HTML::SimpleTemplate - Quick and simple template library for Perl


  use HTML::SimpleTemplate;

  # A template object referencing a particular directory
  my $adminpages=new HTML::SimpleTemplate("/templates/admin");

  # A template object referencing files in this directory
  my $localpages=new HTML::SimpleTemplate;

  # Display this template file, passing no parameters

  # Display this template file, passing the %account hash

  # Display this template file, with a-la-carte parameter
  $localpages->Display("order.tpl",{product=>"Perl mug"});




The Display method parses the specified file according to the rules specified below. It can optionally be passed a second parameter, a reference to a hash, containing the variables used in the template.

When the SimpleTemplate object is created a template path can optionally be specified. If this is absent filenames specified to Display are relative to the current directory.


        Hello $name!
        ?($name eq "George")
        ?$rude old fool!
        It's too late at night to think of witty examples!

A template is a text file which may contain certain variable references and special commands. Variables are referenced by prefixing their name with the dollar symbol, as in Perl itself. Variable names must be alphanumeric, and must be followed by a non-alphanumeric character (including spaces and newlines) so the module knows where the name ends.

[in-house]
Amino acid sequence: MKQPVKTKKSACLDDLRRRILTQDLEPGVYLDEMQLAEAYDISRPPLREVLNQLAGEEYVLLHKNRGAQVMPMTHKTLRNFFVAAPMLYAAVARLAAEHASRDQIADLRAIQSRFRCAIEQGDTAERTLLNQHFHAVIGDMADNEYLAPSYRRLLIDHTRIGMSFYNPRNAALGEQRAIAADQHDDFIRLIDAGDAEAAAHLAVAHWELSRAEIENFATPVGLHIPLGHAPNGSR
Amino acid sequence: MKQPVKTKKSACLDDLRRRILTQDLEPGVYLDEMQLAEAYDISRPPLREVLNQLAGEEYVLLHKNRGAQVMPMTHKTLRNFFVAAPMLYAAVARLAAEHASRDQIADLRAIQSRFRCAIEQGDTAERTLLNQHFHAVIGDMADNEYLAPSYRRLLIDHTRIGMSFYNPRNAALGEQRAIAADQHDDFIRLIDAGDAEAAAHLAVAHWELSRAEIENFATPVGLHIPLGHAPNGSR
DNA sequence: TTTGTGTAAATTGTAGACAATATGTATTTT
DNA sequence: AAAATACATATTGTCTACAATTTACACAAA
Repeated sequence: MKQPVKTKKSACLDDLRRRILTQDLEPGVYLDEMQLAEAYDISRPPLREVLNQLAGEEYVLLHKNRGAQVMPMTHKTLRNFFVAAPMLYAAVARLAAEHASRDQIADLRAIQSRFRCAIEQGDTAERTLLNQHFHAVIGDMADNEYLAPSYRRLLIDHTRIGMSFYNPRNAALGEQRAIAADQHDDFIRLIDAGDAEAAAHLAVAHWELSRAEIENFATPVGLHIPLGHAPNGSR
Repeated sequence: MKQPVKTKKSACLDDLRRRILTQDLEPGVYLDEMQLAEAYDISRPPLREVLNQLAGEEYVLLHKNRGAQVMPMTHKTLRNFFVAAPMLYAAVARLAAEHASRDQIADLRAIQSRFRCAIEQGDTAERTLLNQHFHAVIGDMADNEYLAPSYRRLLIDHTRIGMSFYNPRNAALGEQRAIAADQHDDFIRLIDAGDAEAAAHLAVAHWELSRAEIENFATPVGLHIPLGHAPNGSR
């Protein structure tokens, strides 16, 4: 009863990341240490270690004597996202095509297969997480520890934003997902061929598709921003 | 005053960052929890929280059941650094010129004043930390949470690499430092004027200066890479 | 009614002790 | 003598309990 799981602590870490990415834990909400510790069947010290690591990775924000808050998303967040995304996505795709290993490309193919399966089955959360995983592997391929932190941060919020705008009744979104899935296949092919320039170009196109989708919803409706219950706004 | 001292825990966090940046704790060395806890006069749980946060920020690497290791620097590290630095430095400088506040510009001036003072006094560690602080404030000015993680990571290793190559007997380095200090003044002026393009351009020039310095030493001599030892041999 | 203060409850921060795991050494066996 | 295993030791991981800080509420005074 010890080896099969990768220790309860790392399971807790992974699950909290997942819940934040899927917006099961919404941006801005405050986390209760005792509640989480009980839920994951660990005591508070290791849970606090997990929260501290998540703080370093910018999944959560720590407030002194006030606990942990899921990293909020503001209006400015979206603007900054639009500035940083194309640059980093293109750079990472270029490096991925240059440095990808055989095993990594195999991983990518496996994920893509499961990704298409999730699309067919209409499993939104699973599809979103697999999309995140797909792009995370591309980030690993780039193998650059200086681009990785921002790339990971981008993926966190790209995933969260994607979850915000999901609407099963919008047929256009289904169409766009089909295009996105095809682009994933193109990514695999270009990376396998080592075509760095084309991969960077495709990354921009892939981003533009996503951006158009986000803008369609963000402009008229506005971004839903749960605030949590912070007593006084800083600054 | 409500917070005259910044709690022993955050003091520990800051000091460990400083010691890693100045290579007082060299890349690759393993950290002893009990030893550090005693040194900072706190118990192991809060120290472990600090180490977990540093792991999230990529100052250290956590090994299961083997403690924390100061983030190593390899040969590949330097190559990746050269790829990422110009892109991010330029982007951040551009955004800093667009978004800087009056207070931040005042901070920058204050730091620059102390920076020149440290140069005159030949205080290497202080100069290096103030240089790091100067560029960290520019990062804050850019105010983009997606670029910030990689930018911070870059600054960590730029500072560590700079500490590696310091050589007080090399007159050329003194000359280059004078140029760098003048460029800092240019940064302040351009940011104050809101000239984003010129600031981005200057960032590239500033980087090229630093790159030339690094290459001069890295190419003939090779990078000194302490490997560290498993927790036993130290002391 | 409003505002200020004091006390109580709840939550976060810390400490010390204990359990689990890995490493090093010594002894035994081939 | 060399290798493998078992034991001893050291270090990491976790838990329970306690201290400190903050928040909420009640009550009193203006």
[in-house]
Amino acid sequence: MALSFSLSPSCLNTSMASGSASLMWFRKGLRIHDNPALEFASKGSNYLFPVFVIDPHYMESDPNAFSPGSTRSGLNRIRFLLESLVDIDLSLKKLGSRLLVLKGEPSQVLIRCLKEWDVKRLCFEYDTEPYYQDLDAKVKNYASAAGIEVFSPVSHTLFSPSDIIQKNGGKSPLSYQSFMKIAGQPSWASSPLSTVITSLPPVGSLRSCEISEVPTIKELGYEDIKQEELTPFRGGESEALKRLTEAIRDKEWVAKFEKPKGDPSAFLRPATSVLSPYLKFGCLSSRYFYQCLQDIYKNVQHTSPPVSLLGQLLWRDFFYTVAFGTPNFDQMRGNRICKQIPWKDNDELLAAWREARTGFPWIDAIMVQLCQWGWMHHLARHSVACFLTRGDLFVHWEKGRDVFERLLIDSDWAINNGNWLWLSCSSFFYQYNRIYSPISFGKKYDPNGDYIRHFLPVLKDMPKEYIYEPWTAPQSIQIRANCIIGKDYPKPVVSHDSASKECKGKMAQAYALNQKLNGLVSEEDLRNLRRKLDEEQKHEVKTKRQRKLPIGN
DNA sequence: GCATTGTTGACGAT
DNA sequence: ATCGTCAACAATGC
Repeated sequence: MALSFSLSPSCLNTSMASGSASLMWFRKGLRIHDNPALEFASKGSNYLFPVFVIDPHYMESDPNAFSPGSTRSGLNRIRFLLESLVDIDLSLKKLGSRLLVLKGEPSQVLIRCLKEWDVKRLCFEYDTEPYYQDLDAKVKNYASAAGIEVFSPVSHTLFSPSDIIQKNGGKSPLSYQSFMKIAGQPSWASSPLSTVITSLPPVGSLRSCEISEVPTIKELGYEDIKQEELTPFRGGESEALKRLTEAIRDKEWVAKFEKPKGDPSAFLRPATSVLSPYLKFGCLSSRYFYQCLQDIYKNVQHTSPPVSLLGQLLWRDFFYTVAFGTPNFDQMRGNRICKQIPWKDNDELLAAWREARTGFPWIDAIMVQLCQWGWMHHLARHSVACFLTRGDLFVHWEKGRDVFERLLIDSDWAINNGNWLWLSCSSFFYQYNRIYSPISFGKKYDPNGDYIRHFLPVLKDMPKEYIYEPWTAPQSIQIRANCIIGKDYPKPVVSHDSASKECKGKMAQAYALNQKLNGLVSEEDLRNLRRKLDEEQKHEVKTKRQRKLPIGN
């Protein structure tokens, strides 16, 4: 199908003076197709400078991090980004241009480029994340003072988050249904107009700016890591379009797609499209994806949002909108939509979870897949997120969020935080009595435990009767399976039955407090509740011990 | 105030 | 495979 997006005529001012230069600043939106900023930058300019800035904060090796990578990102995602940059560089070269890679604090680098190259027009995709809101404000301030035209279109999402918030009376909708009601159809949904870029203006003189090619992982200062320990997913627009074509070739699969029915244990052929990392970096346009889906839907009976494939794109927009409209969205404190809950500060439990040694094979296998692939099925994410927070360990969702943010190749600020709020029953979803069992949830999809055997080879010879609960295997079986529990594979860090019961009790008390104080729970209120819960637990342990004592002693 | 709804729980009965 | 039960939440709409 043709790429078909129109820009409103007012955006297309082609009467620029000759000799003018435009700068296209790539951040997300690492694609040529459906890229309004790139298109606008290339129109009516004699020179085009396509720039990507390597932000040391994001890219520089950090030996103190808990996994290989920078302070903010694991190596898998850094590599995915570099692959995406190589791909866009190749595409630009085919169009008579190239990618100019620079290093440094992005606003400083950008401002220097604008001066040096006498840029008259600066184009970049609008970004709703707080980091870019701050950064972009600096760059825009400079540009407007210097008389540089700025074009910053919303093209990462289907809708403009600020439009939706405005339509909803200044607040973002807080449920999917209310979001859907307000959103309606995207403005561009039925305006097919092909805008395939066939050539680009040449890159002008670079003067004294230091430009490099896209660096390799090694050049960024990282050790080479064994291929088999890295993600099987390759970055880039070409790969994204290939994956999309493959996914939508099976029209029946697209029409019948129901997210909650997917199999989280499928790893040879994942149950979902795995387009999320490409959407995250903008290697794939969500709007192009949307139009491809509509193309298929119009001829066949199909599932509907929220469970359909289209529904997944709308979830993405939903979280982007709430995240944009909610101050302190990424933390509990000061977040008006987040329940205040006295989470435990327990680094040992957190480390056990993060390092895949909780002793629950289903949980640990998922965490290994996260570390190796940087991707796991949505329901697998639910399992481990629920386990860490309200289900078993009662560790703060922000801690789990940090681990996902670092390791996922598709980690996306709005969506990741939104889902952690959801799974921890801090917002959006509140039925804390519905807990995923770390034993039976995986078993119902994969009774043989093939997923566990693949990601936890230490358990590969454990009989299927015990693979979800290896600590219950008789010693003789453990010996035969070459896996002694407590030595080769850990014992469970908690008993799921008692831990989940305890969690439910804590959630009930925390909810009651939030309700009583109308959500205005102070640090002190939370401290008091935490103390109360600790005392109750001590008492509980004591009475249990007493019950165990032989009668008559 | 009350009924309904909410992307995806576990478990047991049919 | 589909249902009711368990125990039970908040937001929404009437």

There area very small number of special commands, which all involve either a ? or an ! in the first column of the line.


        The variable evaluated as true
        No it didn't

        ?($Any=~/perl evaluation that doesn't contain brackets/)
        It was
        It wasn't (else is optional by the way!)

You may nest conditionals to your hearts content, but the layout makes it confusing if you have more than two or three. Anyway that kind of complex logic belongs in Perl, not in HTML.





When you include another template all of the variables in your current template remain available.



Yes, you can call Perl inside your template. You can, of course, then call templates from inside that Perl. Very powerful, potentially very confusing...


Saving the best for last, you can now put sensible comments in your HTML - and the page viewer doesn't get to see it!

        # This section for stupid people only
        It appears you have failed to enter your name.
        # You freakin' numbskull!


Clearly you cannot embed conditionals, callbacks etc in the middle of a line. You also can't have any plain content following a command. However, for HTML, which this is primarily designed for, that just isn't an issue.

By the way, if you're creating an HTML page, it works quite nicely to put that Content-type: text/html in the template if it makes you happy having it there.


A Crawford,